robert.zimmermann@uni-graz.at


    Original publication:

    Dipeptidyl peptidase 3 modulates the renin-angiotensin system in mice
    Shalinee Jha, Ulrike Taschler, Oliver Domenig, Marko Poglitsch, Benjamin Bourgeois, Marion Pollheimer, Lisa M. Pusch, Grazia Malovan, Sasa Frank, Tobias Madl, Karl Gruber, Robert Zimmermann and Peter Macheroux
    J. Biol. Chem. 2020, 295:13711-13723.
    DOI: 10.1074/jbc.RA120.014183


    Criteria of this press release:
    Journalists, Scientists and scholars
    Biology, Chemistry, Medicine
    transregional, national
    Scientific Publications
    English


    In a paper published in the Journal of Biological Chemistry, BioTechMed-Graz researchers Robert Zimmermann, Ulrike Taschler, Peter Macheroux, Shalinee Jha and Karl Gruber (f.l.) describe the effects of a DPP3-knockout on the renin-angiotensin system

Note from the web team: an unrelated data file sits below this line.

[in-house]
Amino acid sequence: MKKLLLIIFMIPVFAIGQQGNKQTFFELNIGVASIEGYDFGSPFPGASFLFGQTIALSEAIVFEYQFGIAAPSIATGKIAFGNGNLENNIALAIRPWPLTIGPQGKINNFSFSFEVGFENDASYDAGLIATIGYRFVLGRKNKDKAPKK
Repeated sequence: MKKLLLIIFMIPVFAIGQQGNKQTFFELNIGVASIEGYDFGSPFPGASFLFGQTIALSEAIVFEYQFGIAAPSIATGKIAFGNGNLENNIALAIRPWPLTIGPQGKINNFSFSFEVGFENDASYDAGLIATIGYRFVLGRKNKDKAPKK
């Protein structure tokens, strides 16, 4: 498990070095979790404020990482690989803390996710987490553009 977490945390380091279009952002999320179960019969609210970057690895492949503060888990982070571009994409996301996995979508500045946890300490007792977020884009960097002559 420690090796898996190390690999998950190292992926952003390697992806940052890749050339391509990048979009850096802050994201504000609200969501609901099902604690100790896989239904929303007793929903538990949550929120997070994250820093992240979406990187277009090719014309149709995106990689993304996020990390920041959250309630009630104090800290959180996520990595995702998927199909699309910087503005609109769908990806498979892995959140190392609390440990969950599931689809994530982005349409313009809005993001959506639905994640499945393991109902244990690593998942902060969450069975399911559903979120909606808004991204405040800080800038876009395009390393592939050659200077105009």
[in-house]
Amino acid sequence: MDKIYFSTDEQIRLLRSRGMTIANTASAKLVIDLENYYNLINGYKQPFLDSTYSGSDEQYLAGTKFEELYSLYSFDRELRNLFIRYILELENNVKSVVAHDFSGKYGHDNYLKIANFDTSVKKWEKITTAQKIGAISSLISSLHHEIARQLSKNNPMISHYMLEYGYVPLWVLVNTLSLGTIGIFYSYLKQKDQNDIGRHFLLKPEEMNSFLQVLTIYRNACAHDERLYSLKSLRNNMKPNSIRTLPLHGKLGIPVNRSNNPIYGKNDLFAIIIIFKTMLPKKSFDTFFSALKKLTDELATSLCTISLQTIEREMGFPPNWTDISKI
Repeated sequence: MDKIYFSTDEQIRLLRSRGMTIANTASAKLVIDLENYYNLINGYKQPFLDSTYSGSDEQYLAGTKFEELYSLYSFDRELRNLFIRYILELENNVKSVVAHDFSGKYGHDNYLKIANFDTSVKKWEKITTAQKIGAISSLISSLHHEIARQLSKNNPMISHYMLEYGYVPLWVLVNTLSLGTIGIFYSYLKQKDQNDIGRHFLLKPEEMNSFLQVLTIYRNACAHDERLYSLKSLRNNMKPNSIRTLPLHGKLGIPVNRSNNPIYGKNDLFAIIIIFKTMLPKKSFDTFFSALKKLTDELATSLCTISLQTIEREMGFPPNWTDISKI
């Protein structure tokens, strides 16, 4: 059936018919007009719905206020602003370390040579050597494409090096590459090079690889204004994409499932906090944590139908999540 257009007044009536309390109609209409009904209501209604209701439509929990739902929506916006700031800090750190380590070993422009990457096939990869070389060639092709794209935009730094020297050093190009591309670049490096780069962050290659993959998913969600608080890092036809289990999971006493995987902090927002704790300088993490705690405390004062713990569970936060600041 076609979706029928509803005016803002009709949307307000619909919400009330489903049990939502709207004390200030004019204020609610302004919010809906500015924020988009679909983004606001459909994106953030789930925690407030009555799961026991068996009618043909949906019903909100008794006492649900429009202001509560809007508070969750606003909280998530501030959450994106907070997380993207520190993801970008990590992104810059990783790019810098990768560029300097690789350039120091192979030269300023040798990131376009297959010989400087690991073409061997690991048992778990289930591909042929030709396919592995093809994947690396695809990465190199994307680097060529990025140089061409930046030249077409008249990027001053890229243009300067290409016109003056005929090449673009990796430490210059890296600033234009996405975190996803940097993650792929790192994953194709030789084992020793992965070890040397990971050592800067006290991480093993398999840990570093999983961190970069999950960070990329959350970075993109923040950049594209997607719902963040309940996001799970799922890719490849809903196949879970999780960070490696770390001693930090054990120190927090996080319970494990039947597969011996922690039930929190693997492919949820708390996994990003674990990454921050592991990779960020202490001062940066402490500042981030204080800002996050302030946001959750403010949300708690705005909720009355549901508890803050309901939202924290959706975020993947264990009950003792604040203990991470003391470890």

For download

    x

    Help

    Search / advanced search of the idw archives
    Combination of search terms

    You can combine search terms with and, or and/or not, e.g. Philo not logy.

    Brackets

    You can use brackets to separate combinations from each other, e.g. (Philo not logy) or (Psycho and logy).

    Phrases

    Coherent groups of words will be located as complete phrases if you put them into quotation marks, e.g. “Federal Republic of Germany”.

    Selection criteria

    You can also use the advanced search without entering search terms. It will then follow the criteria you have selected (e.g. country or subject area).

    If you have not selected any criteria in a given category, the entire category will be searched (e.g. all subject areas or all countries).